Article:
Some UNIX commands, usually interactive commands like
, let you run
another UNIX command temporarily.
To do that, you type a special command character - usually an exclamation
)-then type the UNIX command line you want to run.
In this article, I'll show examples for the
To see if this works on another utility, check its documentation or just try
when the utility is waiting for you to
type a command.
You can run any UNIX command without quitting
. That's handy, for
example, if you want to read your mail or look at some other file...
then go back to the file you were editing without losing your place.
It's called a "shell escape."
(By the way, there's a another way to do this, called
job control (
that works on many UNIX systems with most of their shells.
I think that job control is a lot more convenient and flexible than
Let's say you're editing the file named
and you need to run
to get someone's phone number from your phone file. The steps are:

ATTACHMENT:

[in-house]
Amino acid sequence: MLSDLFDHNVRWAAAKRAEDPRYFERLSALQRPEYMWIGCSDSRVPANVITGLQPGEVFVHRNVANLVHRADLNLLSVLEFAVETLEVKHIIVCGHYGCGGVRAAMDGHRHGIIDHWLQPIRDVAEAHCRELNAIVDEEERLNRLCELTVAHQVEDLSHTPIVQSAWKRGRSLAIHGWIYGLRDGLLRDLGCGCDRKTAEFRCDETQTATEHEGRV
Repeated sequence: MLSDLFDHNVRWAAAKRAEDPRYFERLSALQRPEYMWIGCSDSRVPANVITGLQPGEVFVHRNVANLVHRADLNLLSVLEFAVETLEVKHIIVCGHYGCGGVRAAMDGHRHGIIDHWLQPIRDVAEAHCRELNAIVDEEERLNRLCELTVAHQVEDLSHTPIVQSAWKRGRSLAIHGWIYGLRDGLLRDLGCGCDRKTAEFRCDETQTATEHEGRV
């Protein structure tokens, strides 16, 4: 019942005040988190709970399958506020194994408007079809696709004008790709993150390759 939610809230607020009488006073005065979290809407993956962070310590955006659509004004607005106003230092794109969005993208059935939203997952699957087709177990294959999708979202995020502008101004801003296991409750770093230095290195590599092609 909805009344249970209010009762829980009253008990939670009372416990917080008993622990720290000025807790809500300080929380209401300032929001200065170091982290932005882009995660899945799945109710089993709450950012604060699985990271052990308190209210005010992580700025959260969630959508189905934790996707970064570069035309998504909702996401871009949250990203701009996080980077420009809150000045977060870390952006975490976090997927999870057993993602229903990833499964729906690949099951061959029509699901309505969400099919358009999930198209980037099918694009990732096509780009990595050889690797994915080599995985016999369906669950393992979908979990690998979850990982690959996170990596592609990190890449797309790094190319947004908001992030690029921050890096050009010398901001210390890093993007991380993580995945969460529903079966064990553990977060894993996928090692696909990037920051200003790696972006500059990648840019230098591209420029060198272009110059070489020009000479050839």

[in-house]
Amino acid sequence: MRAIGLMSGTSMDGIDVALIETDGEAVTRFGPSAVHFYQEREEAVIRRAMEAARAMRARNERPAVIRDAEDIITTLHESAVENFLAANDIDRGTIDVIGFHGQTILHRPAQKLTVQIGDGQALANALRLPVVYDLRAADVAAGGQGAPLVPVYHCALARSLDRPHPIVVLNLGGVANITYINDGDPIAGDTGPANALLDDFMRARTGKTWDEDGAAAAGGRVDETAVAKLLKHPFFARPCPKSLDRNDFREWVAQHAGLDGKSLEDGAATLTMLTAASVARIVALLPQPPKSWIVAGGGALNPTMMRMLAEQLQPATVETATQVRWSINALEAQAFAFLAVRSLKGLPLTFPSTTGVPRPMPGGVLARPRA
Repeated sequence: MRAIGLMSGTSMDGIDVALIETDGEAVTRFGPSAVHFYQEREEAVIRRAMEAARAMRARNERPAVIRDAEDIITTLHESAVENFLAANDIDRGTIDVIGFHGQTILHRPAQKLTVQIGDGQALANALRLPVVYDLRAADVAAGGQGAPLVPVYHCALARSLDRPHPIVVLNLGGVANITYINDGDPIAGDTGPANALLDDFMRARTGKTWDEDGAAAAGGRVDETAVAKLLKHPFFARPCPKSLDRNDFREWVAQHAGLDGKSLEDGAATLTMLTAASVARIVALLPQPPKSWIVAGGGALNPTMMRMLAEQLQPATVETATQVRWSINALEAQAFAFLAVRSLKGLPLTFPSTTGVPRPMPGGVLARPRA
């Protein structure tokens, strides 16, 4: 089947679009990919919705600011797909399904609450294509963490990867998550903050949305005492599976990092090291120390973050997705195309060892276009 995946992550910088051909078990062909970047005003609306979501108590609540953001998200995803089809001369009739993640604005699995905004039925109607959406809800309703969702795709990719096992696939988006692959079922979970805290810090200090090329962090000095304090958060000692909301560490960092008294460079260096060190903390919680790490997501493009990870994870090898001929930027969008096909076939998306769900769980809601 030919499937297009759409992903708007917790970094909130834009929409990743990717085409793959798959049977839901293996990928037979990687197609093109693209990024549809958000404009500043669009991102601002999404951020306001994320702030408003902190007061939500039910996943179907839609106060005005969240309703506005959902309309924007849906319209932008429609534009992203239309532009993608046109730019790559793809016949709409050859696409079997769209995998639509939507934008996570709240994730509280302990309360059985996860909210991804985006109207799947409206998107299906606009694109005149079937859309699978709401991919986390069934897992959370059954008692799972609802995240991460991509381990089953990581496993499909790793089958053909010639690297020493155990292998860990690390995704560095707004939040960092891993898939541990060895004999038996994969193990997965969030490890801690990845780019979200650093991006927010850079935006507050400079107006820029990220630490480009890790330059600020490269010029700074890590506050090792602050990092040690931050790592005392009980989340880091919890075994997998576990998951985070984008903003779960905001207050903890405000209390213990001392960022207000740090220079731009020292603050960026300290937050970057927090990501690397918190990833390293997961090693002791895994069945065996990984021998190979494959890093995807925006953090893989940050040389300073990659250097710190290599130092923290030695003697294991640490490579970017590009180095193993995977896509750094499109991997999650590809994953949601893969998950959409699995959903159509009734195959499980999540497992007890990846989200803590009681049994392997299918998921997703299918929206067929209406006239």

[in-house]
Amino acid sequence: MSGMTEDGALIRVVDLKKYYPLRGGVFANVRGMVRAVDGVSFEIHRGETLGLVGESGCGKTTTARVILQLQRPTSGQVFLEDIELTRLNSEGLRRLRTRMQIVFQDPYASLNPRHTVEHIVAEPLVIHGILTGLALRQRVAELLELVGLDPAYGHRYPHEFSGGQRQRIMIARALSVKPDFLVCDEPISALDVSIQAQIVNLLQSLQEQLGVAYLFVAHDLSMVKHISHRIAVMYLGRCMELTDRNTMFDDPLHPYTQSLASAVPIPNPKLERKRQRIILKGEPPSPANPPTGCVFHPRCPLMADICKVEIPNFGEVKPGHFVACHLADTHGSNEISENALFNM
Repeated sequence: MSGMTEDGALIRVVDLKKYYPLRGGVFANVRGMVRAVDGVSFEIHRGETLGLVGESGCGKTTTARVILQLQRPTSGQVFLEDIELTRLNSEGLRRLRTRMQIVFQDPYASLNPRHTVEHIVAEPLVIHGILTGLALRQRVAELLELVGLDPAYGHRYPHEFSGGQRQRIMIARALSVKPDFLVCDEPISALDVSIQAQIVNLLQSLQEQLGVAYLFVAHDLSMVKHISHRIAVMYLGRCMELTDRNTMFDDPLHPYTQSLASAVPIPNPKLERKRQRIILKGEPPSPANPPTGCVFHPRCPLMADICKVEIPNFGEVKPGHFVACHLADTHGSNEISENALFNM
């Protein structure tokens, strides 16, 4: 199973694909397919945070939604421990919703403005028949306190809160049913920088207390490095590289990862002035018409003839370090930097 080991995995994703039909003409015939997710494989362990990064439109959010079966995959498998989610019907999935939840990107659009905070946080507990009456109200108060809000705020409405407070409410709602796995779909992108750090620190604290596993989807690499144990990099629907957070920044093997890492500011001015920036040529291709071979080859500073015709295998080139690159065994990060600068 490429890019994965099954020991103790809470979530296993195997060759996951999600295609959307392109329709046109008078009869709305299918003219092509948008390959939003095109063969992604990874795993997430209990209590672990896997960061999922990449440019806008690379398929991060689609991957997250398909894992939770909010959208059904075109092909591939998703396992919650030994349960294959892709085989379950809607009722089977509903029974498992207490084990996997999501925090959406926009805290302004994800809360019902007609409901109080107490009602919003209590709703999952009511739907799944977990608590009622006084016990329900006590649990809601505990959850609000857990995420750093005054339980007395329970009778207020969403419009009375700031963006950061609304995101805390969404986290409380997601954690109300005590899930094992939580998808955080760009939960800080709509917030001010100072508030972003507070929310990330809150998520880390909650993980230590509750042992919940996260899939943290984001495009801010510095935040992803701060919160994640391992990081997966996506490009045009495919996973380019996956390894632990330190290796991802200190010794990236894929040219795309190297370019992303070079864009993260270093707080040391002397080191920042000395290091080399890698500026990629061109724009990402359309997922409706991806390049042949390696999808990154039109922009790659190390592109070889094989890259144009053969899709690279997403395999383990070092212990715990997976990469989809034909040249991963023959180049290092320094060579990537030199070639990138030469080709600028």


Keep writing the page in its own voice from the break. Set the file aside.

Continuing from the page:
Be sure you're in command mode (press the
key if you aren't sure).
If you want to run a command that needs the file you're editing,
remember to write out your
buffer with the
(So, you probably wouldn't need to write before the
followed by the UNIX command, then press
program will run. When it finishes,
[Hit return to continue]
After you press
you'll be right back where you were.
on your screen.
Run this file through the
with the name of the file you're editing now.
Read your mail.
Be careful about this if you were already running the
you used the command
to edit a message with
This shell escape starts a
take you back to
session before you started editing!
Start a completely new shell.
(If you are using a shell with job control, you'll almost always want to use job control
Basically: anything you can do at a shell prompt, you can do with a shell
You'll be in a
though, not your original login shell.
So, commands like
won't affect the program where you started the
subshell or any other shell.
On the bright side, changing directories or resetting anything in
your environment won't affect
or the shell where you started
Terminating the program you're running in the subshell
will bring you right back where you were.